Purpose The mechanisms of graft tolerance are not well understood. It appears that a regulatory or an immune suppression mechanism is responsible for this process. In our institution we have noticed an improved outcome for patients with naturally occurring leukopenia.
Methods We reviewed 839 patients who received a heart transplant between 1984 and 2001. Leukopenia was defined as WBC < 4,000 at 6 months or greater post-transplant despite elimination of all myelosuppressive agents and persisting for at least 3 months. Patients with concomitant viral syndromes (cytomegalovirus) or other extrinsic causes for leukopenia were excluded. Five-year outcomes data were recorded for all patients.
Results Eighteen patients with leukopenia were compared with 821 patients without leukopenia (control). Seventeen of 18 leukopenic patients were initiated on cyclosporine, azathioprine, and corticosteroids. One patient was initiated on tacrolimus and MMF/corticosteroids. Five-year survival was 94% in the leukopenia group and 68% in the control group (p = .01; see Figure). Moreover, the leukopenia group exhibited a trend toward increased freedom from cardiac allograft vasculopathy (CAV) compared with control (83% vs 67%, p = .11). First-year rejection and infection incidence and demographic characteristics, including recipient and donor age, percent female, ischemic time, and number of HLA mismatches, were not different between the two groups.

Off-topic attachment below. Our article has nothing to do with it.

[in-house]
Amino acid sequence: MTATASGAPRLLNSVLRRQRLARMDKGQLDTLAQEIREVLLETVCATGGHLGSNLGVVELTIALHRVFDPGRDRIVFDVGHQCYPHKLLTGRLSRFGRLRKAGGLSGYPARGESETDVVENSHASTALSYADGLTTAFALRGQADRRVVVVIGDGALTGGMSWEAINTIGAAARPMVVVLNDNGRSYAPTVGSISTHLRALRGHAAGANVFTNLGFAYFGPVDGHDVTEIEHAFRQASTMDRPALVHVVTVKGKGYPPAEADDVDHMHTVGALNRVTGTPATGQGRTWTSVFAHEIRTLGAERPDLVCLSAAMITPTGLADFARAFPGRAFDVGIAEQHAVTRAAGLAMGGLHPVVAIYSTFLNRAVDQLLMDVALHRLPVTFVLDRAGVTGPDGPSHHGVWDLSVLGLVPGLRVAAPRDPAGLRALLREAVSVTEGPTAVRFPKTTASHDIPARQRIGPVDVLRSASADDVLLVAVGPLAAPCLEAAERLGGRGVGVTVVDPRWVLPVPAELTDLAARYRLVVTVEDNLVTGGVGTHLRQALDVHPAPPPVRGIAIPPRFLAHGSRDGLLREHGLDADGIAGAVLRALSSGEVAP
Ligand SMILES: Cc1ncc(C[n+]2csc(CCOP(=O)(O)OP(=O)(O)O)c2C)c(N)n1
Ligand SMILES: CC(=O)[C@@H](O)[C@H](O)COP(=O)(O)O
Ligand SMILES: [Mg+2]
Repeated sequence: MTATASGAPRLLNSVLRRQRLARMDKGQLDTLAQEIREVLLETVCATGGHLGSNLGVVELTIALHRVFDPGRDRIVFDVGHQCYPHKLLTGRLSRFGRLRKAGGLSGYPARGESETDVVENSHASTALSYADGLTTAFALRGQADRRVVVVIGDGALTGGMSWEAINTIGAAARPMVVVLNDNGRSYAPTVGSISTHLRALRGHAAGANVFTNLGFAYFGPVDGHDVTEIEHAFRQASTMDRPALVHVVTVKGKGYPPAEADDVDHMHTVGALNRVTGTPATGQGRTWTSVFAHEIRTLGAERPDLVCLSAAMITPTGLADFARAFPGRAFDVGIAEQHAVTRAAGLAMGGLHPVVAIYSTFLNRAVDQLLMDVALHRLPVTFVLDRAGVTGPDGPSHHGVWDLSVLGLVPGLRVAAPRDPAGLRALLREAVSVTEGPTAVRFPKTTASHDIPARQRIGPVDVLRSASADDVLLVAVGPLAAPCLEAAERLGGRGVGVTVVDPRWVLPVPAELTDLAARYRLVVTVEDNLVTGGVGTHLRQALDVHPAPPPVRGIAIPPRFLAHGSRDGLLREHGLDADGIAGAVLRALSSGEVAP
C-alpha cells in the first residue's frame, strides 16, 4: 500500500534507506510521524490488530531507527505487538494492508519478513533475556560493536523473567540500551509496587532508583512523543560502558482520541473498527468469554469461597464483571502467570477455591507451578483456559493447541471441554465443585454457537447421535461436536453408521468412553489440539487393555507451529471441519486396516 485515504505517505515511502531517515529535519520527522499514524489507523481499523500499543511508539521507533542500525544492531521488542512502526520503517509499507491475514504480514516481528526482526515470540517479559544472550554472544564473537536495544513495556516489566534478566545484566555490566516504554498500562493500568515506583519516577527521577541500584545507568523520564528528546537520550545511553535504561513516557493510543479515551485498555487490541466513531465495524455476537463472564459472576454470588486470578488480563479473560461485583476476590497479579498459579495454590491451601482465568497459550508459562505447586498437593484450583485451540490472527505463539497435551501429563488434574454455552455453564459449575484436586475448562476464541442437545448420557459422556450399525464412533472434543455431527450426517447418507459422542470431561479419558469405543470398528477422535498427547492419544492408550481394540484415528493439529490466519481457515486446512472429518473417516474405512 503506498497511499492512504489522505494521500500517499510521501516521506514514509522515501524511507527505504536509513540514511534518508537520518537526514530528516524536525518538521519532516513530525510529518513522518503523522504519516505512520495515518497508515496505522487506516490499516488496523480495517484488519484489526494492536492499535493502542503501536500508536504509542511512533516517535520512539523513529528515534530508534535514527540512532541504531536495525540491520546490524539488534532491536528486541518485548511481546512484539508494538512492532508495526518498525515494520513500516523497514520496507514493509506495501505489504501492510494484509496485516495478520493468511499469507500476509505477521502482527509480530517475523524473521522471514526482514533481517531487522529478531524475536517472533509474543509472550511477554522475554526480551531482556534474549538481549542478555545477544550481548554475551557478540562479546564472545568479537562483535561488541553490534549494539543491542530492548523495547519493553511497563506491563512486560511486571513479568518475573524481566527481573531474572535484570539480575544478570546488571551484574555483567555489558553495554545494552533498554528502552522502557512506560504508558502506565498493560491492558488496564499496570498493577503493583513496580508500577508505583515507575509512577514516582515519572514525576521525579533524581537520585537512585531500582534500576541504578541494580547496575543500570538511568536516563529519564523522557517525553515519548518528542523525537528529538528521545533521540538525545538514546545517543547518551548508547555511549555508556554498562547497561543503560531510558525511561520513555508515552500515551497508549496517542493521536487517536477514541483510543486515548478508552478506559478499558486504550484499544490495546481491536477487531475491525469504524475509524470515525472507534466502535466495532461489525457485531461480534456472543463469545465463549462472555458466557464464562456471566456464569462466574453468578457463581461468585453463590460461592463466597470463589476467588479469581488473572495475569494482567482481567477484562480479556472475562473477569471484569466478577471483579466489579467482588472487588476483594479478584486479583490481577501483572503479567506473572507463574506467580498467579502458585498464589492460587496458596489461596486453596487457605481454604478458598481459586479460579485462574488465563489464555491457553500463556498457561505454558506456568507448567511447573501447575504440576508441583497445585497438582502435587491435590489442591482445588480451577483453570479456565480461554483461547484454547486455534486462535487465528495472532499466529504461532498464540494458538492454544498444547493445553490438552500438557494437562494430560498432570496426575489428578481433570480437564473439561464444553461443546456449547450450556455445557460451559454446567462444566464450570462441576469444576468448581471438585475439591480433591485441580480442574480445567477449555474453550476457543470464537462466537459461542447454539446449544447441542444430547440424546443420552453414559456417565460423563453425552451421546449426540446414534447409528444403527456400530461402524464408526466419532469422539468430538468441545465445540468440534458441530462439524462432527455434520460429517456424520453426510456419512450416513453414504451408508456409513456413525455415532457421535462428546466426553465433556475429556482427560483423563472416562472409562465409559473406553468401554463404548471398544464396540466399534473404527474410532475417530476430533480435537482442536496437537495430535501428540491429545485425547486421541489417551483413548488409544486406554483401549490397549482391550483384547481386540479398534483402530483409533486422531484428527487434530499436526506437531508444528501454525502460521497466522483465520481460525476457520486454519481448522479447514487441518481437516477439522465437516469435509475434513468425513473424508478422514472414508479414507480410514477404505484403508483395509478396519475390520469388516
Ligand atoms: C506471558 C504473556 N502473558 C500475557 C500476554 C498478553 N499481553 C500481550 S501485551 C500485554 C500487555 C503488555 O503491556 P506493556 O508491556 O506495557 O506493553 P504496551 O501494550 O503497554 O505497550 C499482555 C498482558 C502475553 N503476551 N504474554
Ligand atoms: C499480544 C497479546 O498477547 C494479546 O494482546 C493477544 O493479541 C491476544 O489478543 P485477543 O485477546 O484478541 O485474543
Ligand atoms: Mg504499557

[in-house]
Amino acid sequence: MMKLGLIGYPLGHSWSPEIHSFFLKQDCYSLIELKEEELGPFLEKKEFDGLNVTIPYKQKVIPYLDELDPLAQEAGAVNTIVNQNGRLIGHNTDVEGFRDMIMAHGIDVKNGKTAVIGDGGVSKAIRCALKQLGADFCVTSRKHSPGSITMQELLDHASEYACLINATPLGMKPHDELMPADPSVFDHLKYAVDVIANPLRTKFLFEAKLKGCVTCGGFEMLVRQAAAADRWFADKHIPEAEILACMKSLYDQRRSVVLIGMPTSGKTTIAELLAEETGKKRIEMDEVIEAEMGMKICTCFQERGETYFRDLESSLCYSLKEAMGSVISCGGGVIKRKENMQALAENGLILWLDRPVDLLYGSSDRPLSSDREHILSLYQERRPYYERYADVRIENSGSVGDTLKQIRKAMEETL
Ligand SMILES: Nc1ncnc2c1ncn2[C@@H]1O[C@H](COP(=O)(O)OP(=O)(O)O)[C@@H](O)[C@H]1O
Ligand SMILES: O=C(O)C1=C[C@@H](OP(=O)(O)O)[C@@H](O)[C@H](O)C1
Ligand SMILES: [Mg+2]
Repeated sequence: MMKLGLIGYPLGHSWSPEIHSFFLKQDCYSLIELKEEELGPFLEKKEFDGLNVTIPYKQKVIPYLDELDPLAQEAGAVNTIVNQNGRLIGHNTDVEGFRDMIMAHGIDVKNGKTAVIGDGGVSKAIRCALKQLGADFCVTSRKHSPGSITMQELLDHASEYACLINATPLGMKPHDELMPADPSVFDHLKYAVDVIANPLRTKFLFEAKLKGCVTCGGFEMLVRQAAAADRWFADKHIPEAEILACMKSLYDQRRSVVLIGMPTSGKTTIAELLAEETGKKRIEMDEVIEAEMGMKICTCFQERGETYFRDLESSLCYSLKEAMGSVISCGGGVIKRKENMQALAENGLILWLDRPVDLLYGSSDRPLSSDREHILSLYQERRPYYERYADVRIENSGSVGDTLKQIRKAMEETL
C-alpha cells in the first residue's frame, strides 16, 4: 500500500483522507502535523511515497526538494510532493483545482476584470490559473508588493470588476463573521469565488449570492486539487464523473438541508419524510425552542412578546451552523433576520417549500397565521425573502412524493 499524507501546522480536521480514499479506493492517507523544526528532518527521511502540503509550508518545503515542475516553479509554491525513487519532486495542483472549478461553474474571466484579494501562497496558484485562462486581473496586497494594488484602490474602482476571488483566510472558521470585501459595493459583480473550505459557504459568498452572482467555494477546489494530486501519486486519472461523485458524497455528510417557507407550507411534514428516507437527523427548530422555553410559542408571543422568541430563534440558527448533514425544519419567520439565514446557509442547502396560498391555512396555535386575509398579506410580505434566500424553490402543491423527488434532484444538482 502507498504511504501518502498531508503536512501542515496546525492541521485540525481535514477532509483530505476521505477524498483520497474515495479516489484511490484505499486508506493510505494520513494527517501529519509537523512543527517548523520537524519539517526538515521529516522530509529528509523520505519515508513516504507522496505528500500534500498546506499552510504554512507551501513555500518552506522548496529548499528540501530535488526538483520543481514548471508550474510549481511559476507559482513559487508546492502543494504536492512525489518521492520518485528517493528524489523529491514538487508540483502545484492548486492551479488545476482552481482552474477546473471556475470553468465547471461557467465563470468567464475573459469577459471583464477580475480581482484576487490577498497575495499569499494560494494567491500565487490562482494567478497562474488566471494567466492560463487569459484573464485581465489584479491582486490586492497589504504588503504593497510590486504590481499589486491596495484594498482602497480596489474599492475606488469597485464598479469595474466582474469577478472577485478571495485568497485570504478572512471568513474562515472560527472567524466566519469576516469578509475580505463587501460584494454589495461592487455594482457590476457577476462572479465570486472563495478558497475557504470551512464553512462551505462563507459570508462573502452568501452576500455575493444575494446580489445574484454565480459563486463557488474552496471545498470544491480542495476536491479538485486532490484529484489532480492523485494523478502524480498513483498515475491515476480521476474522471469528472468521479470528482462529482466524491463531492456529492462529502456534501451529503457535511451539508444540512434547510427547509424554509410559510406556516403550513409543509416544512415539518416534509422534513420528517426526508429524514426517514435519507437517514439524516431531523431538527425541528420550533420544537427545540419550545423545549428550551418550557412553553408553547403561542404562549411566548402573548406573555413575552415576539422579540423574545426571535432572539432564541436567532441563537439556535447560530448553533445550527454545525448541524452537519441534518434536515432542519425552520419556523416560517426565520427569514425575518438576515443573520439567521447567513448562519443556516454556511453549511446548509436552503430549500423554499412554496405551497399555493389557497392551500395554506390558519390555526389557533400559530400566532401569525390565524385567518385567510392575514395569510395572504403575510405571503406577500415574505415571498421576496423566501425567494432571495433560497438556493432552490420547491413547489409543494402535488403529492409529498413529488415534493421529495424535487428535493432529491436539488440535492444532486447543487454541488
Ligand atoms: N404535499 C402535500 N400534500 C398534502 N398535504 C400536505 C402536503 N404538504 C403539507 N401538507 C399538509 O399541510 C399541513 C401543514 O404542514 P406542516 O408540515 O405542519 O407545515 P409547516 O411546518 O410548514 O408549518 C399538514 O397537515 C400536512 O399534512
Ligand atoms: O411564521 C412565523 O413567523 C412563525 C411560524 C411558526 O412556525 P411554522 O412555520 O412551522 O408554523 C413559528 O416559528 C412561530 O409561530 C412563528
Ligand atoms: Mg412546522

Conclusions Naturally occurring leukopenia more than 6 months after transplant in heart transplant patients appears to be associated with graft tolerance by improved graft survival and freedom from CAV. Further investigation into the mechanism of the beneficial effect of leukopenia is warranted.
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